Modern day airforces do similar things with an AWAC's, leveraging off its long range radar and electron warfare capabilities so the fighter plane doesn't have any electronic noise on the way in that can be targetted by counter-batteries, SAM's and radar seeking missiles.

 

For a situation like a planetary defence squadron, they'd use something like the TIE/FC fire control fighter that the other TIE's rely on for extending their sensor range. FC's would also find a role in the fleet as part of outer picket past the range of fleet sensors and on search duties

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and people can have real time holographic conversations at inter-galactic distances

Yeah, Star Wars often plays fast and loose with physics. Which is OK, it's the direction that universe has gone; it's less grounded in practical application of technology than handwaiving the truly technical bits for the sake of the ongoing plot.

 

This example here makes me think of FTL communications in David Weber's Honorverse, which is a much more hard-science world than Star Wars (which I think of more as space opera sci-fantasy, more comparable to Dune than to, say, the Honorverse or Star Trek). In the Honorverse, FTL communications were ultimately solved by encoding communications in gravity waves, picked up in real-time by ships' gravity sensors. This was faster than the method of using radio waves, which still take time (even at light speed) to cross the distance of a solar system.

 

In Star Wars, the technical side of that technology isn't really explored. A person in the Core can talk (apparently) real-time through a hologram with someone in the Outer Rim, a distance of many light-years that would take even gravity waves a long time to pass to. It probably involves the HoloNet and, honestly, isn't worth figuring out the nitty-gritty of.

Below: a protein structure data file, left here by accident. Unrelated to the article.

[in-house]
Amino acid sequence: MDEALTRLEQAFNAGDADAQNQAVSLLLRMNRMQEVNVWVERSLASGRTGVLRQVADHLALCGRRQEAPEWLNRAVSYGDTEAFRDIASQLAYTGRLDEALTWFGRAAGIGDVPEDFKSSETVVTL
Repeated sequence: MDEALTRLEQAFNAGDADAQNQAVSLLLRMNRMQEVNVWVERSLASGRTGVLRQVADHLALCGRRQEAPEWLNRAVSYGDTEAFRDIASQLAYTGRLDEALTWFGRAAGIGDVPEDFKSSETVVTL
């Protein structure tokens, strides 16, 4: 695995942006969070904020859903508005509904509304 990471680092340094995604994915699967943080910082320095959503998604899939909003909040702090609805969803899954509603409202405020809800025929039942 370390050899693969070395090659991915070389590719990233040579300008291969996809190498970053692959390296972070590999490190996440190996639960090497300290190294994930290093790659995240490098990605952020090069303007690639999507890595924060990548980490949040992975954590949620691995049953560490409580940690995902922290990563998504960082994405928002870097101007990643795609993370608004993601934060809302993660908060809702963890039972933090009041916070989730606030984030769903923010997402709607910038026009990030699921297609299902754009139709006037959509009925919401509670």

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I've always had my own rationalization for the whole "instant Holonet across-galaxy real-time thing". I see ships as still being limited by their mass and thrust ratios, even while traveling through subspace. But a comm signal is not. When a signal travels through subspace, it is effectively traveling at faster than light speed times light speed.

 

At least, that's how I keep verisimilitude alive and well in my mind when I see stuff like that in the movies or on TCW...

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(Other than for "Slice Enemy's Systems") I wouldn't base Comms range on Sensor range.  I wouldn't even give them a range (within reason).  The only time the strength and reliability of a communication signal should come up is if something is interfering with it, and then it's a Computer roll vs. a difficulty based on the severity of the disturbance.

 

I think this is a good way of playing it.

Use sensor range for "Slice Enemy's System", or for scanning objects and getting detailed information (like amount and type of weapons, live forms etc.). For communication / detection purposes I will leave open to any range band.

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I must be in the minority that thinks the limitations of sensors and communications is a feature that can create interesting scenarios rather than a bug. 

 

"We are waiting for them to report in," is much more Star Wars to me than constant and perfect communication.

Edited by Doc, the Weasel
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You're not the only one, Doc. With Age of Rebellion coming soonish, I'm going to be runnibg that game starting on an imperial shio - the playera are imps, and i plan to make enemy ships, along with their own, have to keep to a certain range. If taking out the rebel scums' capitol ship, that funnels info and communication through it, should be a viable and dramatic tactic.

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I've always figured that all ships have long-range scanners that can at minimum detect enemy ships and identify silhouette, if not make/model and transponder codes. To not alter mechanics too much, I'd say these scanners are insufficient for targeting, bioscans, etc.